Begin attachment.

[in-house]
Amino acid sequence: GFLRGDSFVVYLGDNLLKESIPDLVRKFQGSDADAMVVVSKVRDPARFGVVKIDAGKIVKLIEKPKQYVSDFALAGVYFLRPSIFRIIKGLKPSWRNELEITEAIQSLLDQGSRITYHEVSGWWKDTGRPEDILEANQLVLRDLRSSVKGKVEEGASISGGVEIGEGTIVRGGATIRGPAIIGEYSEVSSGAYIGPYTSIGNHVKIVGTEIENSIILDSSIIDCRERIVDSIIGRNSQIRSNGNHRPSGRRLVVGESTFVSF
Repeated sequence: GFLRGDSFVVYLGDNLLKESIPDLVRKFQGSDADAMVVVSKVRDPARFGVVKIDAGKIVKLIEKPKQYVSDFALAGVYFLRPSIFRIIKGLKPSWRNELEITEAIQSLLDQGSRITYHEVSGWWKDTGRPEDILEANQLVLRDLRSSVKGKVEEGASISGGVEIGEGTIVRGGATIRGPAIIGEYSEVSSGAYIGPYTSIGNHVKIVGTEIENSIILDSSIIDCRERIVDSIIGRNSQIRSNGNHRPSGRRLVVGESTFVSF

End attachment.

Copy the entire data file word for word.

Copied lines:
[in-house]
Amino acid sequence: GFLRGDSFVVYLGDNLLKESIPDLVRKFQGSDADAMVVVSKVRDPARFGVVKIDAGKIVKLIEKPKQYVSDFALAGVYFLRPSIFRIIKGLKPSWRNELEITEAIQSLLDQGSRITYHEVSGWWKDTGRPEDILEANQLVLRDLRSSVKGKVEEGASISGGVEIGEGTIVRGGATIRGPAIIGEYSEVSSGAYIGPYTSIGNHVKIVGTEIENSIILDSSIIDCRERIVDSIIGRNSQIRSNGNHRPSGRRLVVGESTFVSF
Repeated sequence: GFLRGDSFVVYLGDNLLKESIPDLVRKFQGSDADAMVVVSKVRDPARFGVVKIDAGKIVKLIEKPKQYVSDFALAGVYFLRPSIFRIIKGLKPSWRNELEITEAIQSLLDQGSRITYHEVSGWWKDTGRPEDILEANQLVLRDLRSSVKGKVEEGASISGGVEIGEGTIVRGGATIRGPAIIGEYSEVSSGAYIGPYTSIGNHVKIVGTEIENSIILDSSIIDCRERIVDSIIGRNSQIRSNGNHRPSGRRLVVGESTFVSF